We’re trying to obtain a variety of foods, but at the same time we’re also trying to make sure we’re continuously getting food out into the communities especially those that have been direly affected by the crisis.
— Sheila Creghin (MBA ’84, JD ’89)
“If I’d had a crystal ball,” says Sheila Creghin (MBA ’84, JD ’89), reflecting on when the coronavirus pandemic erupted in the United States back in March, “I would have made sure we were extra stocked up on shelf-stable food items and hygiene supplies.”
But there is never a sure way to know when a crisis beyond your control is going to strike and rattle the way you run your business. As vice president of operations at the Greater Chicago Food Depository, Creghin found herself, like many leaders of organizations affected by COVID-19’s challenges, in a sink-or-swim situation.
The Greater Chicago Food Depository, dubbed “Chicago’s Food Bank,” distributes food to communities in need throughout Chicago and Cook County. Its large facility sits on a spacious lot on the South Side of Chicago, a hub that distributed more than 93 million pounds of food in the last year to a network of 700 community partners. “The demand for food has increased by upwards of 50% because of the pandemic,” Creghin says. “Many of the people we serve work in industries that were greatly impacted by the virus, like restaurants, so they were out of work and unable to buy food.”
Before COVID-19, the depository served as many as 800,000 people per year. Now, Creghin says, visits to local food pantries have more than doubled. By the time their fiscal year ended in June 2020, they had distributed 18 million pounds more food than the previous year because of COVID-19 and its economic impact.
“The crisis has disrupted so many aspects of our business model and operations. For instance, we’re big advocates of client choice, in respecting the dignity of people by allowing them to pick like they would at a grocery store what items they want to take home to their families,” Creghin explains. “COVID-19 has forced us to scrap that model to avoid a high-touch atmosphere and resort to distributing boxes of food that we have had to package ourselves.”
Acquiring the food itself has been another challenge. “We’ve struggled with procuring nonperishable foods because of how much people have been buying off the shelves,” Creghin says. “We’re trying to obtain a variety of foods, but at the same time we’re also just trying to make sure we’re continuously getting food out into the communities, especially those that have been direly affected by this crisis.”
Creghin and her team of roughly 100 employees comprising drivers, warehouse workers and facilities staff have been working long hours throughout the pandemic to meet the increased needs of their clients. Implementing social-distancing guidelines and other protocols to keep employees safe has required adapting to new processes. Drivers who transport food to communities, for example, are no longer accompanied by an assistant who helps to unload the food. As a result, the depository has had to invest in equipment to help its drivers safely unload hundreds of pounds of food from trucks on their own.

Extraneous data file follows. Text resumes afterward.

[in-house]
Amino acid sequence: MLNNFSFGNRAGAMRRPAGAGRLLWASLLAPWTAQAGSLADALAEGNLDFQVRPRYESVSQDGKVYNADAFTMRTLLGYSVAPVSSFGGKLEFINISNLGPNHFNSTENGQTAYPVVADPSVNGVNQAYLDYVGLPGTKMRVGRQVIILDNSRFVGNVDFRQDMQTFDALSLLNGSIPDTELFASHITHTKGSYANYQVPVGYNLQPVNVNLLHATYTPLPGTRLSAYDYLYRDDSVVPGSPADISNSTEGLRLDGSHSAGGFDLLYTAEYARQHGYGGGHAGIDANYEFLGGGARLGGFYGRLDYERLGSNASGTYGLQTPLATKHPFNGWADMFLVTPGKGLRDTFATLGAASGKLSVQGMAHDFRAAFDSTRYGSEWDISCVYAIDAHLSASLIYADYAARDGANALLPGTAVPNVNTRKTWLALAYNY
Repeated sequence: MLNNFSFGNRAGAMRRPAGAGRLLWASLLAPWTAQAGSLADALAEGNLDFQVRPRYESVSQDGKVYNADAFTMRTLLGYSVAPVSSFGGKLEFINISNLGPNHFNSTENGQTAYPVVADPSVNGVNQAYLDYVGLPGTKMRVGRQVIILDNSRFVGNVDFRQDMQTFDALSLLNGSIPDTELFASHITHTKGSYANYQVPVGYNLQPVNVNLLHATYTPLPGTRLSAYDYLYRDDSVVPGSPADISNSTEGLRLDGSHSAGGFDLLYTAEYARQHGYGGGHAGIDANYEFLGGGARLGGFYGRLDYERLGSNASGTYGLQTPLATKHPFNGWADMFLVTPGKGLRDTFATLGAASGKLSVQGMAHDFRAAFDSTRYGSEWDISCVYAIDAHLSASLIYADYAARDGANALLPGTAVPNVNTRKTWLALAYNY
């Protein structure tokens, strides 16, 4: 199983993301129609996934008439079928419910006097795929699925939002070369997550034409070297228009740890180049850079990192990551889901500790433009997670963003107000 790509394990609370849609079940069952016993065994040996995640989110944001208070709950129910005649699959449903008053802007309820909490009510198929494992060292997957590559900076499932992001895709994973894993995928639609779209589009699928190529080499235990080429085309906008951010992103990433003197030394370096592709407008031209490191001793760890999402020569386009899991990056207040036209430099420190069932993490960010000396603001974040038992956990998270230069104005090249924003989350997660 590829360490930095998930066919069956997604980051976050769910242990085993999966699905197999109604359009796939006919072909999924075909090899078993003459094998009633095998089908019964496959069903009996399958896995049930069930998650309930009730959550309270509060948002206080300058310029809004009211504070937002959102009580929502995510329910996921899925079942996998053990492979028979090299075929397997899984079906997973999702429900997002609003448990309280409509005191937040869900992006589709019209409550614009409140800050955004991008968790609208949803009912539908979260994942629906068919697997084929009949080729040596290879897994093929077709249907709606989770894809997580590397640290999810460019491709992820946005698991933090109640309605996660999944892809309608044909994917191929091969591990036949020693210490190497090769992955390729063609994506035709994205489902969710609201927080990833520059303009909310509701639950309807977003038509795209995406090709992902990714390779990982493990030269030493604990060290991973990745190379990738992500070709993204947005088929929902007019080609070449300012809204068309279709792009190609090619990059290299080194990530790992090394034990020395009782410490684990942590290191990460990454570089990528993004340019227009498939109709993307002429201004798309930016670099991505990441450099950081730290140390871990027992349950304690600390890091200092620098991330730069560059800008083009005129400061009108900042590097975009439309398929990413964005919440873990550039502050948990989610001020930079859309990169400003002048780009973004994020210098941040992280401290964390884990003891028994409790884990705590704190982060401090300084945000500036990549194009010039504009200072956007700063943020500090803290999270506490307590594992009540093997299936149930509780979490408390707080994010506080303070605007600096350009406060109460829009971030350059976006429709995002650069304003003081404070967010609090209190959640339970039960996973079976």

“It’s been challenging, but a crisis also offers learning opportunities,” Creghin says. “It forces you to examine the systems you have in place and come up with new and creative ways to get the job done. I’ve empowered so many of my team members during this time, and it’s been inspiring to see them rise to the occasion with incredible leadership and dedication under such difficult circumstances.”
Creghin shared these tips for crisis leadership:
- Listen and communicate. Communication during a crisis is critical, especially when you are managing people in different roles and at different levels. Listen and be empathetic to the needs and concerns of your employees so you can support them in their new working environment. Listen for feedback because some people may have access to data or information that can help drive better decisions. You also need to make sure everyone understands the plan on how to move forward. Sometimes you may feel like you are overcommunicating, but during a crisis, things can change quickly and frequently, so constant communication is important.
- Be flexible. When you create your crisis management plan, realize that you may have to change that plan at any time depending on how the crisis evolves. Make sure your team also is ready to adjust course if the situation warrants it.
- Stay calm. As a leader, if you overreact or appear overly stressed, you make your team nervous and stressed. Approach the crisis with a calm, level head and recognize that you set the tone for how your team handles the situation at hand. I always say, “Today we’re going to do our best and do as much as we can, and tomorrow is another day.” That’s all you can do during a crisis: face each day as it comes.
By Nadia Alfadel Coloma | Photos courtesy of Chicago Food Depository